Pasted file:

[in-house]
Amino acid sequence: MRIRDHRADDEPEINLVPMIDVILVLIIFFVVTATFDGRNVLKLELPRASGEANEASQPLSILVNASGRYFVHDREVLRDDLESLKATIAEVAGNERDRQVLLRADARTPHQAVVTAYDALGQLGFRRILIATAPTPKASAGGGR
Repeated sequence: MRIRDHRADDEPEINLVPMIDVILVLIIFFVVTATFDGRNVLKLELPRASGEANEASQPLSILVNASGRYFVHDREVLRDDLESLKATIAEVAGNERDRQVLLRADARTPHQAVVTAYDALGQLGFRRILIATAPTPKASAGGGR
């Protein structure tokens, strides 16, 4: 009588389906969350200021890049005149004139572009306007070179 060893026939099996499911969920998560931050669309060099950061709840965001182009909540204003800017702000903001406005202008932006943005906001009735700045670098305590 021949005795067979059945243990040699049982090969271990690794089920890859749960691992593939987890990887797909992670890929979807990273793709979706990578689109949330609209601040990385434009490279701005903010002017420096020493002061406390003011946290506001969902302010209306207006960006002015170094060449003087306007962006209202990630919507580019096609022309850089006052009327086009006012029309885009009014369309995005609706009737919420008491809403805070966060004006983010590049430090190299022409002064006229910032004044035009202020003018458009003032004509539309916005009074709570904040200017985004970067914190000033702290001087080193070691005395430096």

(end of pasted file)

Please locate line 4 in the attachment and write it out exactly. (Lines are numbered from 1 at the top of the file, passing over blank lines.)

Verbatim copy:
């Protein structure tokens, strides 16, 4: 009588389906969350200021890049005149004139572009306007070179 060893026939099996499911969920998560931050669309060099950061709840965001182009909540204003800017702000903001406005202008932006943005906001009735700045670098305590 021949005795067979059945243990040699049982090969271990690794089920890859749960691992593939987890990887797909992670890929979807990273793709979706990578689109949330609209601040990385434009490279701005903010002017420096020493002061406390003011946290506001969902302010209306207006960006002015170094060449003087306007962006209202990630919507580019096609022309850089006052009327086009006012029309885009009014369309995005609706009737919420008491809403805070966060004006983010590049430090190299022409002064006229910032004044035009202020003018458009003032004509539309916005009074709570904040200017985004970067914190000033702290001087080193070691005395430096």